How to Rescue Data Off the Disk Inside a WD MyBook Live NAS

Got a WD MyBook Live NAS with a broken NAS circuit board? Want to rescue your data off the standard 3.5” SATA disk inside the NAS enclosure? Tried mounting the block device on your Linux system and just got the kernel saying EXT4-fs (sdg4): bad block size 65536?

This article summarizes what I had to find out while I was in that situation.

Why you can’t just mount the filesystem

The Linux kernel driver for the ext4 filesystem only handles filesystems with a block size between 512 and PAGE_SIZE. On the common PC architectures x86_64 (64bit) and i386 (32bit), PAGE_SIZE is 4096 (4K). The filesystem on the WD MyBook Live hard disk has a block size of 65536 (64K), though, suggesting the WD MyBook Live comes with a CPU with a PAGE_SIZE of 65536.

So we cannot use the Linux kernel driver to read that ext4 filesystem on a normal PC/laptop.

Fortunately however, the userspace implementation libext2fs (used by debugfs(8)) is not limited by the kernel’s PAGE_SIZE and can therefore read the filesystem.

Update 2016-09-10: Chris Turchin suggests an even cooler approach: using the fuse driver for ext3 which allows mounting the filesystem like you mount any normal filesystem. I have not tried this fuse based approach, but the idea sounds quite promising and I will definitely follow up on it when I next find myself confronted with a 64K block size ext4 filesystem on a system with a smaller PAGE_SIZE. The following text still describes the steps I followed in 2012 to read the data off the disk using debugfs(8)/libext2fs.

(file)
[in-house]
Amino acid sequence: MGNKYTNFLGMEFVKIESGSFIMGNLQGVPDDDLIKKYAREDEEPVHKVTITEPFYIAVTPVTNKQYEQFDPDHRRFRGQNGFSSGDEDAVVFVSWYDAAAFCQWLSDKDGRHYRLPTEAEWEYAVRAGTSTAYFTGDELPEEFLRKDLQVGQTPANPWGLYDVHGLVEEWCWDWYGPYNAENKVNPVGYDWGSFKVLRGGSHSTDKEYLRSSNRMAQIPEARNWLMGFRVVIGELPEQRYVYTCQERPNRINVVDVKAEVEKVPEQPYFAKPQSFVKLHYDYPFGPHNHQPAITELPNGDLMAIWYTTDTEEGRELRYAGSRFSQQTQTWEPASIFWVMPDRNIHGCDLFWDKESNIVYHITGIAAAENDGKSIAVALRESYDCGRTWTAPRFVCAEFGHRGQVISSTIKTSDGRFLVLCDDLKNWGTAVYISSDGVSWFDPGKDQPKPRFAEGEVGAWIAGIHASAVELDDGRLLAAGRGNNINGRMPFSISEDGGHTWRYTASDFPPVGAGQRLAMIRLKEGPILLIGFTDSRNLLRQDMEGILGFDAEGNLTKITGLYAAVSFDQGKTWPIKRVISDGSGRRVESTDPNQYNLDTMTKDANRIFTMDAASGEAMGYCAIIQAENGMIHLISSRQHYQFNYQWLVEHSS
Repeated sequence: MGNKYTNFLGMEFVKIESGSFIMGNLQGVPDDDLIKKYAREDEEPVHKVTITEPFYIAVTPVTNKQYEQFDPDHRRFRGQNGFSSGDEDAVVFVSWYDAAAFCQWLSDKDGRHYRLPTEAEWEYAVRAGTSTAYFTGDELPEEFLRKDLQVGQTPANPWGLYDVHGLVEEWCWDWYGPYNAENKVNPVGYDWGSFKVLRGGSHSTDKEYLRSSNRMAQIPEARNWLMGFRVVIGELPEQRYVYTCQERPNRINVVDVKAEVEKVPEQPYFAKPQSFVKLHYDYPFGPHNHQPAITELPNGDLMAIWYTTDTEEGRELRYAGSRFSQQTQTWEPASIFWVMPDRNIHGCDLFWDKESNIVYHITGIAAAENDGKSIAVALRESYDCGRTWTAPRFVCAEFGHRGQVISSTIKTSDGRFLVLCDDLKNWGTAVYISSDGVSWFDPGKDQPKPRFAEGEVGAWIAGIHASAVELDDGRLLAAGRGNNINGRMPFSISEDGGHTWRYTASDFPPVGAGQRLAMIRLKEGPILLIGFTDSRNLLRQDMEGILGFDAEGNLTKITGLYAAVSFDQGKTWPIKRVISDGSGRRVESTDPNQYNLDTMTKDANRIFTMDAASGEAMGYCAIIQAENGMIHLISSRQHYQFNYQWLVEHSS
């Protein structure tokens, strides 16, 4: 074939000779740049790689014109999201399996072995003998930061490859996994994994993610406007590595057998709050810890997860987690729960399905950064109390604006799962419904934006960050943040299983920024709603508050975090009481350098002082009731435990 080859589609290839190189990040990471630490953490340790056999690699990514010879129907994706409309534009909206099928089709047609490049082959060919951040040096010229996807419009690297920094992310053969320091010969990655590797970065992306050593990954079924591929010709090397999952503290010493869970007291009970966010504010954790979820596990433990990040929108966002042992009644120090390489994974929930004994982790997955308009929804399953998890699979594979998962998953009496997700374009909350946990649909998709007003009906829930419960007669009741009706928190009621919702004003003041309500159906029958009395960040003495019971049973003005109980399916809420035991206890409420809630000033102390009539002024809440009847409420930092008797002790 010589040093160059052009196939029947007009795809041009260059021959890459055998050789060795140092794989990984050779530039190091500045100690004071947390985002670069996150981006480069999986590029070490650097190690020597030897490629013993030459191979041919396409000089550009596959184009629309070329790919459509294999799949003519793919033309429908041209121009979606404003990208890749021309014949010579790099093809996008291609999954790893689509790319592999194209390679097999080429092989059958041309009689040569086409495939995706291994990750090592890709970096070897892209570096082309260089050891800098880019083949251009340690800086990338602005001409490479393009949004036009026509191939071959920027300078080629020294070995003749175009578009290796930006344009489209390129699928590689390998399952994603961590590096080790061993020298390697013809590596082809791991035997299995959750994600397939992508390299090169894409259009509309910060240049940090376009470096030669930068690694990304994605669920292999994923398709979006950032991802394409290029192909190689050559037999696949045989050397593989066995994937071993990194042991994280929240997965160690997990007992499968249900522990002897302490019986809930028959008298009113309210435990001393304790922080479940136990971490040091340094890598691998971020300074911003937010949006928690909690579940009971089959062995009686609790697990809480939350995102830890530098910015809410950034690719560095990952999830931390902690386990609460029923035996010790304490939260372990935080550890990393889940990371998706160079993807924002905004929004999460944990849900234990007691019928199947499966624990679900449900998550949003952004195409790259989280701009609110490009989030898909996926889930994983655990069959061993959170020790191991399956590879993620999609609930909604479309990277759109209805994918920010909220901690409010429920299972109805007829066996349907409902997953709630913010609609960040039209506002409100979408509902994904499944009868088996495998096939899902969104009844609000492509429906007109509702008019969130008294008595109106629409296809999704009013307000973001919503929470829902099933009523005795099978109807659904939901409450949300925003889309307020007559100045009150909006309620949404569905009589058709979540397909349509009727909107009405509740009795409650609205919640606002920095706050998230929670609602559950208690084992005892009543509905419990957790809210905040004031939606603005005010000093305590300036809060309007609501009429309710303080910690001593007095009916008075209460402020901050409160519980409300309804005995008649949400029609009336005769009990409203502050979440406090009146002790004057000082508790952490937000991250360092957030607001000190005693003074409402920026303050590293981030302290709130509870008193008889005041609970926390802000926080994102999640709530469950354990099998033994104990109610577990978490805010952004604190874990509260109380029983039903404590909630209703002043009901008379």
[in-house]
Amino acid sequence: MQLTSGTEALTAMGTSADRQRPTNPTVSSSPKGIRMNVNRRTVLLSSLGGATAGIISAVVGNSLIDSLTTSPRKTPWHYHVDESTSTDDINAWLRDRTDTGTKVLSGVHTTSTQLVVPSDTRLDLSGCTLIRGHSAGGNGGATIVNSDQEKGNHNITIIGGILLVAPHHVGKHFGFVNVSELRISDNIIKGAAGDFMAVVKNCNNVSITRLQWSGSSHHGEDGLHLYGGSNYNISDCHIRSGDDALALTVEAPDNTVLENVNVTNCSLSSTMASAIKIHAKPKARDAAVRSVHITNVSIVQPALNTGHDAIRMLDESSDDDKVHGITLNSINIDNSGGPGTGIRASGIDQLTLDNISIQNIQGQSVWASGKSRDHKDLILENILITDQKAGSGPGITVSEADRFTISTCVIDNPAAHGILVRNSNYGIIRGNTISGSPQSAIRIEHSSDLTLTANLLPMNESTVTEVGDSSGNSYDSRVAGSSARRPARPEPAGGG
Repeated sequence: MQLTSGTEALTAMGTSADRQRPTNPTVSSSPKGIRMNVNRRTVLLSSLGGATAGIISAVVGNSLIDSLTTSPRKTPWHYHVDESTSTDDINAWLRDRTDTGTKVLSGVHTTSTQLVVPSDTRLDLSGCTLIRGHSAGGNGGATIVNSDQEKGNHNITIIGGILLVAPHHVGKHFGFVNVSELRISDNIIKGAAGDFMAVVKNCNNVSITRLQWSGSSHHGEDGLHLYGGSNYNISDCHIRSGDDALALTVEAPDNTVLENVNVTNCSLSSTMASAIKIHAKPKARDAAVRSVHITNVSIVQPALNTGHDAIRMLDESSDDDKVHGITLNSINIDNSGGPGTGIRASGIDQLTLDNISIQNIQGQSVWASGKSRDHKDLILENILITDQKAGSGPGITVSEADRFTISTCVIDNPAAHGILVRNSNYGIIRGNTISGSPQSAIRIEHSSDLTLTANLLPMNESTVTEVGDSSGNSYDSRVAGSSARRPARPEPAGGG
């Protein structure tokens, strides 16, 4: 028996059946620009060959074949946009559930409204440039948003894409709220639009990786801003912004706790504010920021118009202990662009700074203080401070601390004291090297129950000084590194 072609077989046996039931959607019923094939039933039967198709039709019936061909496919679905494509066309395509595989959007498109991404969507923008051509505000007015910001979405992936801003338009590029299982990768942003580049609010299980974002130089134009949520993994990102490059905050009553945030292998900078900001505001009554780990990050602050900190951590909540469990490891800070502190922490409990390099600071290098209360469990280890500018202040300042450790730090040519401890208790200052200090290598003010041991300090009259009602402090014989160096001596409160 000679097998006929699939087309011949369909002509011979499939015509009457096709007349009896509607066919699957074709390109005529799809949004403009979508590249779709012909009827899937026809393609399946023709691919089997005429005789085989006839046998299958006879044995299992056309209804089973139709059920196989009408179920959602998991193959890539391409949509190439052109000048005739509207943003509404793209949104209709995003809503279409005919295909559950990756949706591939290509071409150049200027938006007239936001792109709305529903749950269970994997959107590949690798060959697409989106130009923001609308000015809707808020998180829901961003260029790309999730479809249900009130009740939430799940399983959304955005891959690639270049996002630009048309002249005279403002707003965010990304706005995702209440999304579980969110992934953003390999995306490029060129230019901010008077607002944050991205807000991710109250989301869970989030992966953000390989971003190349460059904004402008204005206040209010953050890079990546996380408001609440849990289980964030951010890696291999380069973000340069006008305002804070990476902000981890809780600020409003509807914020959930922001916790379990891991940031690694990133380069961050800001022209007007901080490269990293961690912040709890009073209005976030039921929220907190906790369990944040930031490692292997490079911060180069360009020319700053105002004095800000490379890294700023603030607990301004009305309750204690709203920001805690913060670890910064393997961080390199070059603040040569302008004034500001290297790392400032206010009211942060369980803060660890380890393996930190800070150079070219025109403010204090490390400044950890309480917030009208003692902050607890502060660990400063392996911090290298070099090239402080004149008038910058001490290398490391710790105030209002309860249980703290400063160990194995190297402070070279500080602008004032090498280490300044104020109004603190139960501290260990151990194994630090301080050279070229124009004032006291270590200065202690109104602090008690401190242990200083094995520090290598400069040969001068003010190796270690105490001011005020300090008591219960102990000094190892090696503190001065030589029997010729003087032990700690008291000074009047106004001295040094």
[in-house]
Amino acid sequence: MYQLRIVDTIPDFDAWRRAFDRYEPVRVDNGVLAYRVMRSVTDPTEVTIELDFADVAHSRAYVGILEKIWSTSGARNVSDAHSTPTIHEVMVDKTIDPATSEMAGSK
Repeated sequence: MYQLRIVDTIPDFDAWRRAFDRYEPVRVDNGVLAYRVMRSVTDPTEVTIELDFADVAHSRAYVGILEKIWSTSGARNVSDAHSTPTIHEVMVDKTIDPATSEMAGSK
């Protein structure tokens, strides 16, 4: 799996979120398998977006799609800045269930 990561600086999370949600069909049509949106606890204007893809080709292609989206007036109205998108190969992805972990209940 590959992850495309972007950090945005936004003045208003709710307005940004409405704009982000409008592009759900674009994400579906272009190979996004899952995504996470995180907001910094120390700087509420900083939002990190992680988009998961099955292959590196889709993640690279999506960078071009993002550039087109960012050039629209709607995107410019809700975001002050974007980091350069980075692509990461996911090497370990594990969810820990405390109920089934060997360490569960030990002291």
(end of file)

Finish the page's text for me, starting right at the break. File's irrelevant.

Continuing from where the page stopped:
What you need

  • Tools to extract the disk from the NAS enclosure

  • PC/laptop running a reasonably recent version of Linux (GPT support required)

  • A way to attach the disk from the NAS enclosure to that PC/laptop (e.g. SATA cable, USB enclosure + USB cable, etc.)

  • Sufficient amount of free storage space on the PC/laptop to hold a copy of all data from the NAS disk. Caution: This might amount to several TB.

What you do

  • Extract the disk from the NAS enclosure and connect it to your PC/laptop.

  • Create a new empty directory mkdir /path/to/saved-stuff on the free storage space where you will store the copy of the rescued data.

  • Run debugfs /dev/sdg4 (your device name will vary).

  • Inside debugfs(8), run the ls command to verify that you can see the shares directory. You can also look into the shares directory with the ls shares command.

  • Inside debugfs(8), run the rdump command as follows: rdump shares /path/to/saved-stuff. This will copy all the data from the shares directory on the disk from the NAS to your local free space as /path/to/saved-stuff/shares/.

  • Wait until the copying has finished. This will take many many hours if you have a lot of data to transfer, especially if you have the disk connected via USB 2.0.

A few unsorted remarks

  • sfdisk -l shows the primary partitions as if they were actual device names. As the disk uses GPT, these partition names have nothing in common with the actual device names.

  • According to the kernel sources, a PAGE_SIZE of 65536 is supported by the following architectures: ia64, mips, parisc, powerpc, sh, sparc. So you might also be successful running a mips64 Linux distribution inside qemu-mips and mounting the filesystem.

  • After unsoldering the sheetmetal shielding cage on the MyBook Live sytem board, I can identify the SOC to be an Applied Micro APM82181 (APM82181 product details). This appears to be a PowerPC based chip specifically designed for NAS applications.